Thursday, 2 August 2012

Heatherwick Studio: 'Designing the Extraordinary', V&A Museum


How many of you know this name? Thomas Heatherwick. Does this sound familiar?
Let me put it in another way:
How many of you recognise this picture?

Yes, it is the The Olympic Cauldron designed by "the Leonardo da Vinci of our times" Thomas Heatherwick.

Thomas Heatherwick’s cauldron for London 2012 is a game changer.
Heatherwick’s elegant design celebrates the plurality of the Olympic Games by creating 204 separate flames, one for each competing nation, which then visually unite into one. These individual vessels are made of hand-beaten copper etched with the name of one of the competing countries.

Heatherwick's work is currently the subject of a retrospective at the V&A in London.
This exhibition is the first ever major retrospective on the work of the British designer, one of the most exciting creative practitioners working in the UK today and it will be hosted by the V&A until the 30th of September.
A gallery full of ‘stuff’ − exquisite models, material samples, prototypes and sketches − tells the story of Thomas Heatherwick from his student days at the then Manchester Polytechnic, where he studied 3D Design in the late 1980s, to the international standing he now holds across design disciplines.



Moreover, the team's work to date includes a spinning chair, a rolling bridge, an expandable zip bag, a power station, an 'endless' bench and a brand new bus for London.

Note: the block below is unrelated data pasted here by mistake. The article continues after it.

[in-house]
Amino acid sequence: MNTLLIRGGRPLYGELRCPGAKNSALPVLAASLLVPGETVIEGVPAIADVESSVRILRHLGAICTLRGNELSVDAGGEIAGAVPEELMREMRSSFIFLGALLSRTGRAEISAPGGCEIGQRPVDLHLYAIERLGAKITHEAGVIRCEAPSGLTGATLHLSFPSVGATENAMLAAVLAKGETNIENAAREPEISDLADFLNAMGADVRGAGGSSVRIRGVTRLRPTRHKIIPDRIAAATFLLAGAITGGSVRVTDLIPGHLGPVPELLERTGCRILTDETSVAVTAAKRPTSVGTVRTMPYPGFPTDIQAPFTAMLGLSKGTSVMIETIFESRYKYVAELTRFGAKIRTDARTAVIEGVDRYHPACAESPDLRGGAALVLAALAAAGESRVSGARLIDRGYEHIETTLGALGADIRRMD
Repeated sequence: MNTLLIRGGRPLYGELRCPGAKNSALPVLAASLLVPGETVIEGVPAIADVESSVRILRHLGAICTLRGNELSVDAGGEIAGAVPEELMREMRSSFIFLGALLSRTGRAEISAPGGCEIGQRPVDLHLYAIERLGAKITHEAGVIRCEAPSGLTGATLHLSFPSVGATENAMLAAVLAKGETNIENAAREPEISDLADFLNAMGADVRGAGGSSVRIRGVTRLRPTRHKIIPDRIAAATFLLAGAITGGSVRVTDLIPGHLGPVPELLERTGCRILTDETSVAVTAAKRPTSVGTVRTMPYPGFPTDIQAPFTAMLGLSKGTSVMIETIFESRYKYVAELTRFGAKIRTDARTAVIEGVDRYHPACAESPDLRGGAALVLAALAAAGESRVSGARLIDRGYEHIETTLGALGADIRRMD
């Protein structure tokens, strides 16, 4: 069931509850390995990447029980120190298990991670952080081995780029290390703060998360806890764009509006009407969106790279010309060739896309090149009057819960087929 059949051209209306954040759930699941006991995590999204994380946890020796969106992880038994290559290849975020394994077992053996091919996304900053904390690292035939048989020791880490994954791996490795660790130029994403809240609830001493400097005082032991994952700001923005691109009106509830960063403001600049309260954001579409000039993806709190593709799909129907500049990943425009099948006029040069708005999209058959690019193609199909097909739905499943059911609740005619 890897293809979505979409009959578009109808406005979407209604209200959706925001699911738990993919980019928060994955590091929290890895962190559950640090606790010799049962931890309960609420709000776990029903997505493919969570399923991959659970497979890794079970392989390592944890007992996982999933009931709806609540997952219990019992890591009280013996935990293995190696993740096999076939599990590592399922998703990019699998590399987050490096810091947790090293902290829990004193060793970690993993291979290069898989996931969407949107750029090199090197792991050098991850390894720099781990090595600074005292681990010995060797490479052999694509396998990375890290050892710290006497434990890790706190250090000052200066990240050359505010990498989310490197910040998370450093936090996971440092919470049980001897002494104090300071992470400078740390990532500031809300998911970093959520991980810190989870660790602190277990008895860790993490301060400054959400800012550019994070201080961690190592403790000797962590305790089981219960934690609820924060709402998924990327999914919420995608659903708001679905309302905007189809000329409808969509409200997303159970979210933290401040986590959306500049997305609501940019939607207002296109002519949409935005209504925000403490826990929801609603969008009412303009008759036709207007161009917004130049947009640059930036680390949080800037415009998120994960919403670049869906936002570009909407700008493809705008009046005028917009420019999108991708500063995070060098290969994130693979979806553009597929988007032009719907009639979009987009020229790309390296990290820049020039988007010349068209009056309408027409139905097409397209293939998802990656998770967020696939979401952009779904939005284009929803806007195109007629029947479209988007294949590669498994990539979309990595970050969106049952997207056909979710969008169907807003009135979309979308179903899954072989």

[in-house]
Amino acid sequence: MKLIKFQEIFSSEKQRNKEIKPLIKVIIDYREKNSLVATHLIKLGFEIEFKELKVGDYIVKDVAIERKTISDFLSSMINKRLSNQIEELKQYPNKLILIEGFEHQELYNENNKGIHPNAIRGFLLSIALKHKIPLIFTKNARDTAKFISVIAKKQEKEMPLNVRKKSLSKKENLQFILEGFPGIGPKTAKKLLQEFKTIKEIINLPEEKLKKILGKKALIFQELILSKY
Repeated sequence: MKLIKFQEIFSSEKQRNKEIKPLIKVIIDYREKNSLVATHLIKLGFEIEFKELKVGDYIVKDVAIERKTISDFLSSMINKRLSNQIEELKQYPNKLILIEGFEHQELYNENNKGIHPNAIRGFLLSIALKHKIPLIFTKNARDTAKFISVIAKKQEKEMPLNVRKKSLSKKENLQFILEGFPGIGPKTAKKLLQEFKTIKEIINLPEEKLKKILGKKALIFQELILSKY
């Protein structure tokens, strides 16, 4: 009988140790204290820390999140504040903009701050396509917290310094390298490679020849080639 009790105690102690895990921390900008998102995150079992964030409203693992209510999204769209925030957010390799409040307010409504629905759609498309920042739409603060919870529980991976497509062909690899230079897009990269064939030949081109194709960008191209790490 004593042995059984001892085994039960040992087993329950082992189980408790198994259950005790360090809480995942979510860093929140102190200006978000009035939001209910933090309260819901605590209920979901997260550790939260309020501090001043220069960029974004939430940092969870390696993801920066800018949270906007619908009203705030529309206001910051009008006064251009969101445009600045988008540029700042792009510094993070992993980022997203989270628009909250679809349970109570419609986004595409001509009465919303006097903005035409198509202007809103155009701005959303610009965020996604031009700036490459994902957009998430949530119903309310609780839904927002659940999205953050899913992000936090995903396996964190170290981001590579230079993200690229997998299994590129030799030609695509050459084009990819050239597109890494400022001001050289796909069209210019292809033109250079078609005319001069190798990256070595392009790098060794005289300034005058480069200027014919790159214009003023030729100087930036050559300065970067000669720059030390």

The V&A show is not chronological. Exhibition curator Abraham Thomas has opted instead for ‘themes and ideas about questions’ that emerge from Heatherwick’s burgeoning portfolio.
So if you haven’t been there yet, why not come to London and do so?
For pricing and opening time, please refer to the V&A website.
And... Enjoy!



CURIOSITY: Betty, code-named thus by the secretive organisers in honour of the executive producer's dog, the Olympic cauldron has moved away from centre stage after an elegant opening ceremony performance. For this reason the flame has been deliberately put out in order to relocate the massive structure to a new part of the stadium on the night between Sunday 29th and Monday 30th July. The Olympic organizers moved the flame to a holding lantern while the cauldron was put out and relocated. 

S.

2 comments:

  1. Thank you. It's been a fantastic exhibition and I really enjoy it. Happy to share

    ReplyDelete